Baryshnikov Moves in "Man in a Case"

Tymberly Canale and Mikhail Baryshnikov in "Man in a Case"

Mikhail Baryshnikov's latest project, “Man in a Case,” made a spectacular premiere at Hartford Stage last weekend. The show is unique: a stage adaptation of two Anton Chekov short stories, presented one after the other.

Under the direction of Brooklyn–based Big Dance Theater's Annie-B Parson and Paul Lazar, Baryshnikov and six cast members blend pedestrian choreography and gestures with dialogue and video projections to drive action and illustrate emotion in the play.

With his resonant speaking voice, spot-on comedic timing and, of course, his movement, the ballet icon draws in the audience. Even his hand gestures mesmerize.  And just before the end of the first story dance fans are rewarded with a brief but entrancing Baryshnikov solo. It lasts just thirty seconds, but the moment of pure Misha movement is, in itself, worth the price of admission.

"Man in a Case" continues through March 24.

Photo by T. Charles Erickson


Teacher Voices
Getty Images

In 2001, young Chanel, a determined, ambitious, fiery, headstrong teenager, was about to begin her sophomore year at LaGuardia High School of Music & Art and Performing Arts, also known as the highly acclaimed "Fame" school. I was a great student, a promising young dancer and well-liked by my teachers and my peers. On paper, everything seemed in order. In reality, this picture-perfect image was fractured. There was a crack that I've attempted to hide, cover up and bury for nearly 20 years.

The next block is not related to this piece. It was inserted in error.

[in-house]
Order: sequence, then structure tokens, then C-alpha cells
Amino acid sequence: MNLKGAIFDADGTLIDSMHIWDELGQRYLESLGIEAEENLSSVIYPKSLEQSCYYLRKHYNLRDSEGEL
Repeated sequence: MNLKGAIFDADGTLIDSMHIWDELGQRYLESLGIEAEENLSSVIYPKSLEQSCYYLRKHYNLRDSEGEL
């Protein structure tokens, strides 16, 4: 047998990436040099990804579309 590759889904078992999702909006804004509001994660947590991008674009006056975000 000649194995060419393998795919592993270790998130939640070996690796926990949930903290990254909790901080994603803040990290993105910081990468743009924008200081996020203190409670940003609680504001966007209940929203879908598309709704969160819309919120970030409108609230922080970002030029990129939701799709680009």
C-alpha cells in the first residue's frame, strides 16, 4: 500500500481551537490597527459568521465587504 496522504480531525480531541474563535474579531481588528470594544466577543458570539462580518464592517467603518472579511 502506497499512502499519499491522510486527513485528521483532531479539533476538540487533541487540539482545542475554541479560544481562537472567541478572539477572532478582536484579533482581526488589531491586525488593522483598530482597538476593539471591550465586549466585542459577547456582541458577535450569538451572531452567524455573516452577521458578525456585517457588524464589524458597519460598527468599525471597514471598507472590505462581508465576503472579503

Keep reading... Show less
Health & Body
Getty Images

Though the #MeToo movement has spurred many dancers to come forward with their stories of sexual harassment and abuse, the dance world has yet to have a full reckoning on the subject. Few institutions have made true cultural changes, and many alleged predators continue to work in the industry.

As Chanel DaSilva's story shows, young dancers are particularly vulnerable to abuse because of the power differential between teacher and student. We spoke with eight experts in dance, education and psychology about steps that dance schools could take to protect their students from sexual abuse.

Keep reading... Show less
Nan Melville, courtesy Genn

Not so long ago, it seemed that ballet dancers were always encouraged to pull up away from the floor. Ideas evolved, and more recently it has become common to hear teachers saying "Push down to go up," and variations on that concept.

Charla Genn, a New York City–based coach and dance rehabilitation specialist who teaches company class for Dance Theatre of Harlem, American Ballet Theatre and Ballet Hispánico, says that this causes its own problems.

"Often when we tell dancers to go down, they physically push down, or think they have to plié more," she says. These are misconceptions that keep dancers from, among other things, jumping to their full potential.

To help dancers learn to efficiently use what she calls "Mother Marley," Genn has developed these clever techniques and teaching tools.

Keep reading... Show less

Get Dance Business Weekly in your inbox

Sign Up Used in accordance with our Privacy Policy.